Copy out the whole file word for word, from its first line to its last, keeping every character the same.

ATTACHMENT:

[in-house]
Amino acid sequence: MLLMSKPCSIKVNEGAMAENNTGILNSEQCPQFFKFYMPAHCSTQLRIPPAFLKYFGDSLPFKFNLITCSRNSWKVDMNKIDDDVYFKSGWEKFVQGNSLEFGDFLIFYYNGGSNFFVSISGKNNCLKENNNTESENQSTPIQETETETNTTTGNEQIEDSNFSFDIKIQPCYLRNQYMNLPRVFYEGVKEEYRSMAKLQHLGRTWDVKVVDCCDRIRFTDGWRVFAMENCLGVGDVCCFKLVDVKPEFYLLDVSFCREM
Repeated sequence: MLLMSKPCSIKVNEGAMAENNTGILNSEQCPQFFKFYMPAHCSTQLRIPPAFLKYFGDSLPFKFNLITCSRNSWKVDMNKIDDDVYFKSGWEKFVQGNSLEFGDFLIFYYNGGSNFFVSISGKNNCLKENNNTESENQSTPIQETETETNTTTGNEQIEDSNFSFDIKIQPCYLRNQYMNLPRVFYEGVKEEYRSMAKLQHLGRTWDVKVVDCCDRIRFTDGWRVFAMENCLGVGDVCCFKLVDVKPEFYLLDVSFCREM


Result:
[in-house]
Amino acid sequence: MLLMSKPCSIKVNEGAMAENNTGILNSEQCPQFFKFYMPAHCSTQLRIPPAFLKYFGDSLPFKFNLITCSRNSWKVDMNKIDDDVYFKSGWEKFVQGNSLEFGDFLIFYYNGGSNFFVSISGKNNCLKENNNTESENQSTPIQETETETNTTTGNEQIEDSNFSFDIKIQPCYLRNQYMNLPRVFYEGVKEEYRSMAKLQHLGRTWDVKVVDCCDRIRFTDGWRVFAMENCLGVGDVCCFKLVDVKPEFYLLDVSFCREM
Repeated sequence: MLLMSKPCSIKVNEGAMAENNTGILNSEQCPQFFKFYMPAHCSTQLRIPPAFLKYFGDSLPFKFNLITCSRNSWKVDMNKIDDDVYFKSGWEKFVQGNSLEFGDFLIFYYNGGSNFFVSISGKNNCLKENNNTESENQSTPIQETETETNTTTGNEQIEDSNFSFDIKIQPCYLRNQYMNLPRVFYEGVKEEYRSMAKLQHLGRTWDVKVVDCCDRIRFTDGWRVFAMENCLGVGDVCCFKLVDVKPEFYLLDVSFCREM